This Awesome Robot Art Was Built With Broken Toys And Old Electronics

Andrea Petrachi is a sculptor. He doesn't use clay or marble. Instead, he creates with broken toys and discarded electronics, from electric shavers and audio connectors to old doll heads and figurine parts. His work is a mishmash of plastic and metal, joined in their common bond: they've been tossed aside for trash.

His work looks like the coolest mecha and robots Japanese anime never saw. With titles like "Otaku", the Japanese influence is undeniable -- even if he doesn't always use Japanese electronics or toys -- and it's no wonder his art is making its way through Japanese cyberspace.

For Petrachi, however, he thinks his work symbolizes our insatiable consumer appetite. From the vicious cycle of buying, breaking and trashing, his art emerges.

Check out more of his work at the link. Giuseppe Fogarizzu took all the wonderful photos below.

Himatic [Andrea Petrachi via GIGAZINE]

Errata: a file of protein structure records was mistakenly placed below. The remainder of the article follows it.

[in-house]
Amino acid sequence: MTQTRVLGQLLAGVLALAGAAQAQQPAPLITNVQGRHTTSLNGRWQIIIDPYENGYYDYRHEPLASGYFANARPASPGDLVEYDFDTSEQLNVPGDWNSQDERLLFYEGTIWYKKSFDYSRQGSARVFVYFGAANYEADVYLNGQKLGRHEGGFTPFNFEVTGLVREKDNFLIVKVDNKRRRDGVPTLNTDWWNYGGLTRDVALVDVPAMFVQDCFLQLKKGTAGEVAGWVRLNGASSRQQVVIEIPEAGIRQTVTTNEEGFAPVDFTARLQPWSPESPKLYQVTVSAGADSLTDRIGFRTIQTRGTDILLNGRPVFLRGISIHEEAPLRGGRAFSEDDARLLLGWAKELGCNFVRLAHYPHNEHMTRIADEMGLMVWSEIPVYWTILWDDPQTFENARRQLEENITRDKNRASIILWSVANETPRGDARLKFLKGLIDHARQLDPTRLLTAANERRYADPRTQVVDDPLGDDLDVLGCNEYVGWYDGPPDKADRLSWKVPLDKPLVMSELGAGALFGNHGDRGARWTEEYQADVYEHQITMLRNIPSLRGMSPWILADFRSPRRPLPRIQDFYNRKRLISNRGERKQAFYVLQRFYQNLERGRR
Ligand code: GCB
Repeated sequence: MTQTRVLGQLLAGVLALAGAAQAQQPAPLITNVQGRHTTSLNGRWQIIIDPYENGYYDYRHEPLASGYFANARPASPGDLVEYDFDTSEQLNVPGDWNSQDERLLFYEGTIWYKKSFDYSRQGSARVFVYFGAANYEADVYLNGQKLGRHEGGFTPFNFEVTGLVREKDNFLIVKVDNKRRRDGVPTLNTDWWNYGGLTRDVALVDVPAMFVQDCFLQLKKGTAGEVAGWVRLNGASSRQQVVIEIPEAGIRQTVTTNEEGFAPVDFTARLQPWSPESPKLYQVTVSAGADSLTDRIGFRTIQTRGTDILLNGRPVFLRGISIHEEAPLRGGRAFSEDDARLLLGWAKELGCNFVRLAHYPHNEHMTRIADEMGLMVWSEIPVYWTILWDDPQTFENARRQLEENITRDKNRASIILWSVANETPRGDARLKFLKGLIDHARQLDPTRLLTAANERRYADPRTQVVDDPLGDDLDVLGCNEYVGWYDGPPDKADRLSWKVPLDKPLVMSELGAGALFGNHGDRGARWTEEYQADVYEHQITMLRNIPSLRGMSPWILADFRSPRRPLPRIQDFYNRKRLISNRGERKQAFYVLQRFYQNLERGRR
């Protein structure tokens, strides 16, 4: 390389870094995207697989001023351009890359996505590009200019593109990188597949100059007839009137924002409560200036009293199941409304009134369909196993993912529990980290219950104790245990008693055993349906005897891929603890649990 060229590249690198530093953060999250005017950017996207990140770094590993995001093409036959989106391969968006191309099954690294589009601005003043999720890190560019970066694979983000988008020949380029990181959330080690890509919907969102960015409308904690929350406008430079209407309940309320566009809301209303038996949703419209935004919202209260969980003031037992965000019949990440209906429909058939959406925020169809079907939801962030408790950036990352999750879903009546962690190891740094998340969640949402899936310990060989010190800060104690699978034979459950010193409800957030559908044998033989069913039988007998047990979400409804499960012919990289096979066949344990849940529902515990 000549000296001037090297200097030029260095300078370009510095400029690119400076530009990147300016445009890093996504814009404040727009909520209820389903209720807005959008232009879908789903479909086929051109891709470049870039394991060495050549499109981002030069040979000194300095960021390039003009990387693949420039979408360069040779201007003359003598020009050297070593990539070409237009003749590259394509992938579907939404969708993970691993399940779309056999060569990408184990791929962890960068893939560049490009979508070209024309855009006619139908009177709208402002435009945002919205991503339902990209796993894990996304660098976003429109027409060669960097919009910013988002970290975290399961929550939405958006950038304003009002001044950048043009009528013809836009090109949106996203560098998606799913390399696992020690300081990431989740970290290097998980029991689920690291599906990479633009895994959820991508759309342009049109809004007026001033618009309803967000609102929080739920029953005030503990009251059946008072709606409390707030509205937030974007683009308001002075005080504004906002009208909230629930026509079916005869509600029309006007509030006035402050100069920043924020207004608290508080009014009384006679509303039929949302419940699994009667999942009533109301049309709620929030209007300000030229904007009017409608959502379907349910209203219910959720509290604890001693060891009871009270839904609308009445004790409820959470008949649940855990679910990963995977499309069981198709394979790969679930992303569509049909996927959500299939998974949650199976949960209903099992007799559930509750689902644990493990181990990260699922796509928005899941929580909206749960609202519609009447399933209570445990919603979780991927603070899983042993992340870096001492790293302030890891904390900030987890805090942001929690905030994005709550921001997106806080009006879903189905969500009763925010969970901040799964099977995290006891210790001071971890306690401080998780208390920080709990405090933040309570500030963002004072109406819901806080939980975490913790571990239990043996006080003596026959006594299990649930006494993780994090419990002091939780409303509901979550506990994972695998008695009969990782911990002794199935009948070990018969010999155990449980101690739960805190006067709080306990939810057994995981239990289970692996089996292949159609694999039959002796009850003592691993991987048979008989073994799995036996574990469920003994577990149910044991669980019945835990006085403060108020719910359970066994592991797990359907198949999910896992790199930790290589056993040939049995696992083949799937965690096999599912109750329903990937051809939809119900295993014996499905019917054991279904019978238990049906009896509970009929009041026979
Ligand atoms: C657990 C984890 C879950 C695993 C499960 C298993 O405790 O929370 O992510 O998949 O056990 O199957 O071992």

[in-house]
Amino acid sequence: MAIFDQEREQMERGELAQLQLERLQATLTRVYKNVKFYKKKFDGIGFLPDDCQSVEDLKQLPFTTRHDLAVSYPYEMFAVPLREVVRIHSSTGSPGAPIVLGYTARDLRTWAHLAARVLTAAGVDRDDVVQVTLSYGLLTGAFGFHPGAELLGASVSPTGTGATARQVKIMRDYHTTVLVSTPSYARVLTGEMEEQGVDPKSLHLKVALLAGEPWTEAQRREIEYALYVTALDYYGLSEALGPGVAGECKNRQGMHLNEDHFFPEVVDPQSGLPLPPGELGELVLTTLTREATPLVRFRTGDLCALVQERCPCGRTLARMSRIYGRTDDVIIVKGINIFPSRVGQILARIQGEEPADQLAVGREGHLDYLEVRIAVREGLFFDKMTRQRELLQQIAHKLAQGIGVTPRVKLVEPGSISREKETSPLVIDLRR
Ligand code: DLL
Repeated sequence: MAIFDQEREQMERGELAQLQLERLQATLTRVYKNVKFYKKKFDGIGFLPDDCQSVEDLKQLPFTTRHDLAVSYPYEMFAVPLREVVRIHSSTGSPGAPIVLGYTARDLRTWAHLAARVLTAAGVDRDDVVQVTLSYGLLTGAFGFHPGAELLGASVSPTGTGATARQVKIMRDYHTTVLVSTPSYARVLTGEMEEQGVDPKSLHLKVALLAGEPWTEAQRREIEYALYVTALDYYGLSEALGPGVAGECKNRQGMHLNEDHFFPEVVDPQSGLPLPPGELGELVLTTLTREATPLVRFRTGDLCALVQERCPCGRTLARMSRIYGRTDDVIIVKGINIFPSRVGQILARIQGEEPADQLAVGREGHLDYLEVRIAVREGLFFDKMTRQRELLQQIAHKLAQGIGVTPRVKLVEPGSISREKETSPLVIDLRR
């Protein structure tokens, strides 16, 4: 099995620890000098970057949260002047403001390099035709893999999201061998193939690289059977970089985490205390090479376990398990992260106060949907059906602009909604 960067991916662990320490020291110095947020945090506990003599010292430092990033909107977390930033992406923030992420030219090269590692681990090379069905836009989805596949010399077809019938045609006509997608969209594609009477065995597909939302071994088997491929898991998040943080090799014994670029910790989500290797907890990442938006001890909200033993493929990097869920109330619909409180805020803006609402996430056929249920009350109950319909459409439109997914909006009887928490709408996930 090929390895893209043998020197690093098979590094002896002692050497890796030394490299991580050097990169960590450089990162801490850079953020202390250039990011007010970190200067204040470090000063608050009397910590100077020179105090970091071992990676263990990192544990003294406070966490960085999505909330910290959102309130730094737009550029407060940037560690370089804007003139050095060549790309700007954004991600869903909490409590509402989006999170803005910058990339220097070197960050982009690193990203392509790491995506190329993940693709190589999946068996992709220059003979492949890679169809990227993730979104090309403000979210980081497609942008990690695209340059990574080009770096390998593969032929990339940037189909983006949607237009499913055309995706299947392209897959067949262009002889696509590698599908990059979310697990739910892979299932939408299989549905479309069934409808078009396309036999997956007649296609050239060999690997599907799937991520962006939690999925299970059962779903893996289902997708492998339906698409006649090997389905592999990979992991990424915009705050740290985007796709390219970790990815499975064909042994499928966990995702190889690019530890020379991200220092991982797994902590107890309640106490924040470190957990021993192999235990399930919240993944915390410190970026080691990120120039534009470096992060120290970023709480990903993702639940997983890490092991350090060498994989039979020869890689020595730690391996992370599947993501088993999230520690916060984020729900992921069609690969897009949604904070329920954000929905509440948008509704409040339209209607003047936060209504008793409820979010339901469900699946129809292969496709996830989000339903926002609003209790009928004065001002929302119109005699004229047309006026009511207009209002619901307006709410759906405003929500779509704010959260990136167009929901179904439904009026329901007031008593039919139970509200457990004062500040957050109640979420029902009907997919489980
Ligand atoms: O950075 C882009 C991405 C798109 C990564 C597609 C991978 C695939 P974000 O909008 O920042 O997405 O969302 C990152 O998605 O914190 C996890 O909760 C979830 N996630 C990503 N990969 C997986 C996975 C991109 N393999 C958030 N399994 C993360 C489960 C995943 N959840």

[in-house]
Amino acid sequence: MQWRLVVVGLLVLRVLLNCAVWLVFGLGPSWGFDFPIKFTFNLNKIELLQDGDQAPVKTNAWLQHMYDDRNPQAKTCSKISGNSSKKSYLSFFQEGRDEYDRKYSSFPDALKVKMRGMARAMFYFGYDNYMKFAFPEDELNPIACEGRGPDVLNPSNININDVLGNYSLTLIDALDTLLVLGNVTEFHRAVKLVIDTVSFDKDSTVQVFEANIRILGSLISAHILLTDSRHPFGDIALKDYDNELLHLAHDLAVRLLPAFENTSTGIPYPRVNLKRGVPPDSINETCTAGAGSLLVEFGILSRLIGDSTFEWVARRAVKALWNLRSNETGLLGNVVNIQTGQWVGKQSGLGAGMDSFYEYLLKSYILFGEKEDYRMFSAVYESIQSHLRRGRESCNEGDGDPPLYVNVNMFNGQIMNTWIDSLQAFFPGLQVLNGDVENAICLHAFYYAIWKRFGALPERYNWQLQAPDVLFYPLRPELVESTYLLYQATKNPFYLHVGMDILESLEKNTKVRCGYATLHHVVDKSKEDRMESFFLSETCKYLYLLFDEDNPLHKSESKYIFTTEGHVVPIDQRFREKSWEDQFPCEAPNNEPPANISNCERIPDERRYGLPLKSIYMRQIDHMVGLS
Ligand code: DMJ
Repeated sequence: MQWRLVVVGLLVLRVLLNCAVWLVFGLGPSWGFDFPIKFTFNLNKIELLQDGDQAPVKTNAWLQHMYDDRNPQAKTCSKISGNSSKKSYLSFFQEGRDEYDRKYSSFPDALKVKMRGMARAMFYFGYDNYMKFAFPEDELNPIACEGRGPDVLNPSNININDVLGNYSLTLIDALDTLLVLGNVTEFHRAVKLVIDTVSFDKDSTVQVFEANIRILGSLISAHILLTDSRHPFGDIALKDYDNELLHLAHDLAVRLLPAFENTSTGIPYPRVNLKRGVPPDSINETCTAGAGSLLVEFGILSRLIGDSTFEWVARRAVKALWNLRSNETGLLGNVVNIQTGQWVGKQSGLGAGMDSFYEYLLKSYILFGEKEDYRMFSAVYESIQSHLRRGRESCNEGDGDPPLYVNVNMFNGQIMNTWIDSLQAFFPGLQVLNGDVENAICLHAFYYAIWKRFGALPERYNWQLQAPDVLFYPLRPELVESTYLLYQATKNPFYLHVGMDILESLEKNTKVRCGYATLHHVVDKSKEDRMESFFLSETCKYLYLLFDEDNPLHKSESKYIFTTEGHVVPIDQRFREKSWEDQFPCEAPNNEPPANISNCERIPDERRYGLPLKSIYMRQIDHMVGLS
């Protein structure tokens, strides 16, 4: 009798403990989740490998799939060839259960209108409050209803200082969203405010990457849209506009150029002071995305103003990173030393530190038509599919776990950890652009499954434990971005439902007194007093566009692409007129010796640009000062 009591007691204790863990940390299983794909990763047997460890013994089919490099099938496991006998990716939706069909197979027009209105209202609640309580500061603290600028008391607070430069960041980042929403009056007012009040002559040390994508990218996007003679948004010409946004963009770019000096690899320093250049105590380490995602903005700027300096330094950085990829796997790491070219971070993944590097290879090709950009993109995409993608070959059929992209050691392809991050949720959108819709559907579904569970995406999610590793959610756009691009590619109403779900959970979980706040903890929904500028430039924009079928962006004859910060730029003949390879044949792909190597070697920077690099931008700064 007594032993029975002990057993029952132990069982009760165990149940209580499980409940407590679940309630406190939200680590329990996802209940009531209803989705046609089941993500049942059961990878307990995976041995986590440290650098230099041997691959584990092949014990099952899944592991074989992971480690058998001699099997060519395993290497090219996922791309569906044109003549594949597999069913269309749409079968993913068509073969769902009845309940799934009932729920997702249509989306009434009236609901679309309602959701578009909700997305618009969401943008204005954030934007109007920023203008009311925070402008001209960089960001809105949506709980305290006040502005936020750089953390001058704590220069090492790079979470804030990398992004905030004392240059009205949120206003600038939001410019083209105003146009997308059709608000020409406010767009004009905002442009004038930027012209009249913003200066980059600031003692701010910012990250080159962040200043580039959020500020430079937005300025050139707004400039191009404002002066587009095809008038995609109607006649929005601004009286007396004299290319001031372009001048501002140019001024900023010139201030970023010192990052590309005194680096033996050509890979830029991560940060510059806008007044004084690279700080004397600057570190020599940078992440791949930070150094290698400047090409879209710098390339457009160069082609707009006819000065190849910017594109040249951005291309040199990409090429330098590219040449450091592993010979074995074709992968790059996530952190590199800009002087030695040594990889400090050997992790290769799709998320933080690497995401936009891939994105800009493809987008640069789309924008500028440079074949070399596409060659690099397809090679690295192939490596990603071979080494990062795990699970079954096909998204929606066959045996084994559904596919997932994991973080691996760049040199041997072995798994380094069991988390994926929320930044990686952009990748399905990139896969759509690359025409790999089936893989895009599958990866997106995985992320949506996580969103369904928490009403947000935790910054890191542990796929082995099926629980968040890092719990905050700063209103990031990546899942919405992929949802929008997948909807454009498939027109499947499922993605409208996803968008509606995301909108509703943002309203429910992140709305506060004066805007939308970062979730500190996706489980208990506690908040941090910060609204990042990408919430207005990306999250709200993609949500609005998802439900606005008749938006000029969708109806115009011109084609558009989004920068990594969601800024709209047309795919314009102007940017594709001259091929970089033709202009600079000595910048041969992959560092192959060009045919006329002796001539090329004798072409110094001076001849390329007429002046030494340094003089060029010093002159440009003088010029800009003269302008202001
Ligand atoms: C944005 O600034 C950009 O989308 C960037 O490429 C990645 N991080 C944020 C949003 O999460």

if only they worked and had mini AI's.

    I always thought that with a telesync setup you wouldn't need a really big computer in a robot. just one big enough to run the sensors and other componets, slaving it to a AI that you ran in your house/lab.

    You could then have as much computing power as you'd want/need. you could have dozens of little robots wandering your house. Little security bots and drones that sneak around with camera's keeping an eye on things. Little vaccum bots and robots with digits/limbs that could pick up things that the vaccum bot couldn't.

    a cocktail stirring robot. and best of all these robots would be produced from all of the defunct/obsolete/broken consumer electronics that litter our homes.

    There is only one explanation for this...Skynet is upon us...may your armour hold and your weapons stay true, prevail or bring forth the exodus of humans...

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